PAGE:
SENIOR STATE DEPARTMENT OFFICIAL: We’re looking at our relationship in Nigeria as extremely important. I mean, kind of one background information is if you ask any leaders on West Africa, what is one area of the relationship that’s really critical, and the issue is Nigeria. Why? Because Nigeria has such a – plays such a pivotal role in West Africa, not only in peacekeeping operations but the economy, its population. And the issue comes in as whatever happens in Nigeria affects the regional states. So Nigeria becomes very critical.
We’ve worked with Nigeria on a wide range of issues. And one of them, of course, is stability within its own country, and that is the – towards the north. When Johnnie Carson was the Assistant Secretary, he made the speech – I think it was at – is it CSIS or USIP, one of the two – and he articulated that in the north, if you have – the education rates was around 40 percent as opposed to 60 percent for the south, and you had a greater focus on southern development, and that more needed to be done in northern development. In other words, economic development, trade and investments, education and healthcare, the whole wide range of areas. And so with that in mind, what we want to say is that there has to be greater dialogue, greater interconnections between the two areas. And I think that would bring not only stability to Nigeria but also calmness in the hill region.
QUESTION: Right, but do you still believe that gross human rights violations are being perpetrated? Or do you still – there are continued allegations that gross human rights violations are being perpetrated by government forces in the north.
SENIOR STATE DEPARTMENT OFFICIAL: When we issued the statement, it was based on information that we had been receiving that there was continued violation of human rights. And we continue to monitor the north. We’re going to continue to monitor the north. More important is we continue to work with the Nigerians, their military and their security to address the situation in the northern area. And as human rights violations continue, and I think the concern is that because of our concern, it does continue.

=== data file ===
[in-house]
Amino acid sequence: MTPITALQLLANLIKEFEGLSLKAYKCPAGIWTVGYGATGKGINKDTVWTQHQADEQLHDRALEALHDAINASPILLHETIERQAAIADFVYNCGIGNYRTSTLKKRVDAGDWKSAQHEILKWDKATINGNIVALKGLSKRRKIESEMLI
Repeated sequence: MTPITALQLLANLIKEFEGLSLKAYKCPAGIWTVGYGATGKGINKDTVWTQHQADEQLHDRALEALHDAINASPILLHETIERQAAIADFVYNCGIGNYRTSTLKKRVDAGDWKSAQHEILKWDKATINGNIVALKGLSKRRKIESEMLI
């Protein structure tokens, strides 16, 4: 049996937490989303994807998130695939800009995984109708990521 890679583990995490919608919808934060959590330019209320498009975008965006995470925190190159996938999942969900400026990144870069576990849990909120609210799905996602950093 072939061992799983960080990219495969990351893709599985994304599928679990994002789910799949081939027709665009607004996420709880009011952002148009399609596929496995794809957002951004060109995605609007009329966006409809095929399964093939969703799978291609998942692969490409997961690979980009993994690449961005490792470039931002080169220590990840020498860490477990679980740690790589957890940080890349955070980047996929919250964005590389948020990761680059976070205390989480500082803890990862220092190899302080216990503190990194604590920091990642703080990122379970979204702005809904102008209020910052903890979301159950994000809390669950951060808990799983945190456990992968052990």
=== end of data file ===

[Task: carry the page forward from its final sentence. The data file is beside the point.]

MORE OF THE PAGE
QUESTION: Because of what?
SENIOR STATE DEPARTMENT OFFICIAL: Because of our concerns in the north that human rights violations still continue, that we will continue to monitor and work with the Nigerian Government to address those concerns.
QUESTION: And so, since your statement came out, is it continuing?
SENIOR STATE DEPARTMENT OFFICIAL: Again, as I say, we’re monitoring the north. We’re monitoring the north.
QUESTION: And this will be raised by the Secretary in the meeting?
SENIOR STATE DEPARTMENT OFFICIAL: Yes.
QUESTION: So you’re not --
QUESTION: Wait. Can I just – it’s either continuing or it’s not continuing. It’s a very simple question.
MODERATOR: It’s continuing. It’s continuing.
SENIOR STATE DEPARTMENT OFFICIAL: It’s continuing. And that becomes – it still remains a concern for us, is the peace, stability in the north and human rights issues. That remains --
QUESTION: I know, but what’s continuing? Sorry, this – I don’t want to belabor this, but human rights violations are continuing, correct?
SENIOR STATE DEPARTMENT OFFICIAL: Human rights violations, yes.
QUESTION: This is post-Baga?
SENIOR STATE DEPARTMENT OFFICIAL: Post-Baga.
QUESTION: And can you just – the first part of Arshad’s question: Is this meeting with Jonathan Goodluck confirmed, or are you still working on it?
SENIOR STATE DEPARTMENT OFFICIAL: We’re still working on the – I think – the problem comes in is all the scheduling is just --
MODERATOR: We’re going to get a schedule from upstairs, just to see where things are. This was something that’s planned, so we’ll get you guys that before the end of it.
SENIOR STATE DEPARTMENT OFFICIAL: Right.
QUESTION: Does that mean that the Sudanese delegation, which, as you know, was a bit contentious, is not coming to Washington? Or is this separate?
SENIOR STATE DEPARTMENT OFFICIAL: No, no, this is separate. This was an earlier meeting that was being arranged. We had it scheduled, but the Secretary had another trip overseas, and so we had to delay it. And we just couldn’t get the schedule back on track, so we said we’ll meet at the African Union Summit.
QUESTION: So the delegation, then, that is expected to include Mr. Nafie Ali Nafie, to your knowledge, is still on? That was announced.
SENIOR STATE DEPARTMENT OFFICIAL: Yeah, yeah. The meeting here is just with Foreign Minister Karti.
QUESTION: I understand.
SENIOR STATE DEPARTMENT OFFICIAL: Yeah. And the issue about Nafie Ali Nafie’s visit, I think that would be discussed with Karti. But I think we will have to give you a briefing later about when that trip is and the details.
QUESTION: Right. No, I understand. Nobody really knows when that trip is, but --
SENIOR STATE DEPARTMENT OFFICIAL: That’s right.
QUESTION: But the United States, at present, still intends to welcome a delegation that includes Mr. Nafie Ali Nafie?
SENIOR STATE DEPARTMENT OFFICIAL: At this time.
QUESTION: Is that issue and his alleged involvement in human rights, will that be part of the conversation with the Sudanese Foreign Minister tomorrow?
SENIOR STATE DEPARTMENT OFFICIAL: Right now, I think the main topics for the Khartoum meeting is going to be the relationship with the southerners and the issue of the oil which came up. That, I think, raised a lot of concerns on our part about the relationship between north and south.